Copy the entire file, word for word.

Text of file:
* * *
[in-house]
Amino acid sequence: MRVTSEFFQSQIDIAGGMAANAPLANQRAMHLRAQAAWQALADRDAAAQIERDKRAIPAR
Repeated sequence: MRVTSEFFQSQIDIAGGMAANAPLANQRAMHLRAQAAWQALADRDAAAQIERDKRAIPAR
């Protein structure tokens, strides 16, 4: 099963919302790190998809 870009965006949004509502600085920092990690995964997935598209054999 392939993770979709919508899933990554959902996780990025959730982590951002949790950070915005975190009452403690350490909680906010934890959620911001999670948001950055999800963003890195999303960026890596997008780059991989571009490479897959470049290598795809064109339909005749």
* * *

[in-house]
Amino acid sequence: MRVTSEFFQSQIDIAGGMAANAPLANQRAMHLRAQAAWQALADRDAAAQIERDKRAIPAR
Repeated sequence: MRVTSEFFQSQIDIAGGMAANAPLANQRAMHLRAQAAWQALADRDAAAQIERDKRAIPAR
């Protein structure tokens, strides 16, 4: 099963919302790190998809 870009965006949004509502600085920092990690995964997935598209054999 392939993770979709919508899933990554959902996780990025959730982590951002949790950070915005975190009452403690350490909680906010934890959620911001999670948001950055999800963003890195999303960026890596997008780059991989571009490479897959470049290598795809064109339909005749």